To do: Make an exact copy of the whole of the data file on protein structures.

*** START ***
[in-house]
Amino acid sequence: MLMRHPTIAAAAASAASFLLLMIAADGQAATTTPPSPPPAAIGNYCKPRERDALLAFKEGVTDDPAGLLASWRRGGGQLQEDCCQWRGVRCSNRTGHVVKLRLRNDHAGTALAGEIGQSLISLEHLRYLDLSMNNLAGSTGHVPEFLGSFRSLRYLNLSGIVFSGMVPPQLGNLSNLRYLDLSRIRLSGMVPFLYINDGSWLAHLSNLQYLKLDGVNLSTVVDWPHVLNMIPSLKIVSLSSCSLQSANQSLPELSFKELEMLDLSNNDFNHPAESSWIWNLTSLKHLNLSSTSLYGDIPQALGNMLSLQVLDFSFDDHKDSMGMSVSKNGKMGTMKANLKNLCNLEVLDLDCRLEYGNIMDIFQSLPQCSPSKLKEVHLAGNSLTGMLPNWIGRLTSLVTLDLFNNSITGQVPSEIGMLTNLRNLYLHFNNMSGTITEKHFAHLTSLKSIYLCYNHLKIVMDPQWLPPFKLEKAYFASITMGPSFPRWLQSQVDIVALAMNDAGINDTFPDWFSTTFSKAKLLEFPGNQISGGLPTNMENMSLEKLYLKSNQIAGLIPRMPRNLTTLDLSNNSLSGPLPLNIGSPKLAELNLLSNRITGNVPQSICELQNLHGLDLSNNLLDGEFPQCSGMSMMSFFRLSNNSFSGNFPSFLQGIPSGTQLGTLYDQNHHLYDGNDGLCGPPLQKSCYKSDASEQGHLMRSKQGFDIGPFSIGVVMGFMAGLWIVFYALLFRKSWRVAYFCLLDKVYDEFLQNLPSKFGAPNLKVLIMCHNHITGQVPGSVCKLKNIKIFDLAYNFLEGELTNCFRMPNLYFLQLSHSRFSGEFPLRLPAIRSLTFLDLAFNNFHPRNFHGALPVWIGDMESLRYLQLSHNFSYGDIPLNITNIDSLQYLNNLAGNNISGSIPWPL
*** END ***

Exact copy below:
[in-house]
Amino acid sequence: MLMRHPTIAAAAASAASFLLLMIAADGQAATTTPPSPPPAAIGNYCKPRERDALLAFKEGVTDDPAGLLASWRRGGGQLQEDCCQWRGVRCSNRTGHVVKLRLRNDHAGTALAGEIGQSLISLEHLRYLDLSMNNLAGSTGHVPEFLGSFRSLRYLNLSGIVFSGMVPPQLGNLSNLRYLDLSRIRLSGMVPFLYINDGSWLAHLSNLQYLKLDGVNLSTVVDWPHVLNMIPSLKIVSLSSCSLQSANQSLPELSFKELEMLDLSNNDFNHPAESSWIWNLTSLKHLNLSSTSLYGDIPQALGNMLSLQVLDFSFDDHKDSMGMSVSKNGKMGTMKANLKNLCNLEVLDLDCRLEYGNIMDIFQSLPQCSPSKLKEVHLAGNSLTGMLPNWIGRLTSLVTLDLFNNSITGQVPSEIGMLTNLRNLYLHFNNMSGTITEKHFAHLTSLKSIYLCYNHLKIVMDPQWLPPFKLEKAYFASITMGPSFPRWLQSQVDIVALAMNDAGINDTFPDWFSTTFSKAKLLEFPGNQISGGLPTNMENMSLEKLYLKSNQIAGLIPRMPRNLTTLDLSNNSLSGPLPLNIGSPKLAELNLLSNRITGNVPQSICELQNLHGLDLSNNLLDGEFPQCSGMSMMSFFRLSNNSFSGNFPSFLQGIPSGTQLGTLYDQNHHLYDGNDGLCGPPLQKSCYKSDASEQGHLMRSKQGFDIGPFSIGVVMGFMAGLWIVFYALLFRKSWRVAYFCLLDKVYDEFLQNLPSKFGAPNLKVLIMCHNHITGQVPGSVCKLKNIKIFDLAYNFLEGELTNCFRMPNLYFLQLSHSRFSGEFPLRLPAIRSLTFLDLAFNNFHPRNFHGALPVWIGDMESLRYLQLSHNFSYGDIPLNITNIDSLQYLNNLAGNNISGSIPWPL